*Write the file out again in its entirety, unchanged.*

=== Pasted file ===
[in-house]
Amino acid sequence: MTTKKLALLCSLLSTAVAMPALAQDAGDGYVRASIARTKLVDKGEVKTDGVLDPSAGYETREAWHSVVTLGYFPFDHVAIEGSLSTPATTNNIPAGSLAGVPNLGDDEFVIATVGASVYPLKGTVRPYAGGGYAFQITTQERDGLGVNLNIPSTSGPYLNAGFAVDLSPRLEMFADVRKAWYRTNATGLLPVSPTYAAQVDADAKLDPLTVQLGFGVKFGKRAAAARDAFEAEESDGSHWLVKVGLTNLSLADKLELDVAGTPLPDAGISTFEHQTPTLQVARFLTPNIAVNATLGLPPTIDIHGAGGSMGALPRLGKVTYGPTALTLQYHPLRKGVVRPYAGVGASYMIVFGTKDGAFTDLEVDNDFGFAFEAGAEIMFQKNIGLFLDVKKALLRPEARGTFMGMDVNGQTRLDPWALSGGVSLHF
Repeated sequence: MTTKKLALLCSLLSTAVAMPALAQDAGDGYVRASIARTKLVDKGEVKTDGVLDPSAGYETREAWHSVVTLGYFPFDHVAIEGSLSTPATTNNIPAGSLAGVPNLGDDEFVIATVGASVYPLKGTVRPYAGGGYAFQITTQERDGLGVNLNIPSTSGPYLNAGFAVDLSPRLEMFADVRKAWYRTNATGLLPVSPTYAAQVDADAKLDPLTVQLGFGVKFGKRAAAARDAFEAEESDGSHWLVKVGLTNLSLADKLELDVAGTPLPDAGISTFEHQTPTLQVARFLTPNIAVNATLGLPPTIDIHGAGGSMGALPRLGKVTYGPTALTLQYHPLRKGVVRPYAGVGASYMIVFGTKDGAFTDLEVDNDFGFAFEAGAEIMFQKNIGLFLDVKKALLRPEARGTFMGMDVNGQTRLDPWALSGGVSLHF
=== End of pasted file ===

[in-house]
Amino acid sequence: MTTKKLALLCSLLSTAVAMPALAQDAGDGYVRASIARTKLVDKGEVKTDGVLDPSAGYETREAWHSVVTLGYFPFDHVAIEGSLSTPATTNNIPAGSLAGVPNLGDDEFVIATVGASVYPLKGTVRPYAGGGYAFQITTQERDGLGVNLNIPSTSGPYLNAGFAVDLSPRLEMFADVRKAWYRTNATGLLPVSPTYAAQVDADAKLDPLTVQLGFGVKFGKRAAAARDAFEAEESDGSHWLVKVGLTNLSLADKLELDVAGTPLPDAGISTFEHQTPTLQVARFLTPNIAVNATLGLPPTIDIHGAGGSMGALPRLGKVTYGPTALTLQYHPLRKGVVRPYAGVGASYMIVFGTKDGAFTDLEVDNDFGFAFEAGAEIMFQKNIGLFLDVKKALLRPEARGTFMGMDVNGQTRLDPWALSGGVSLHF
Repeated sequence: MTTKKLALLCSLLSTAVAMPALAQDAGDGYVRASIARTKLVDKGEVKTDGVLDPSAGYETREAWHSVVTLGYFPFDHVAIEGSLSTPATTNNIPAGSLAGVPNLGDDEFVIATVGASVYPLKGTVRPYAGGGYAFQITTQERDGLGVNLNIPSTSGPYLNAGFAVDLSPRLEMFADVRKAWYRTNATGLLPVSPTYAAQVDADAKLDPLTVQLGFGVKFGKRAAAARDAFEAEESDGSHWLVKVGLTNLSLADKLELDVAGTPLPDAGISTFEHQTPTLQVARFLTPNIAVNATLGLPPTIDIHGAGGSMGALPRLGKVTYGPTALTLQYHPLRKGVVRPYAGVGASYMIVFGTKDGAFTDLEVDNDFGFAFEAGAEIMFQKNIGLFLDVKKALLRPEARGTFMGMDVNGQTRLDPWALSGGVSLHF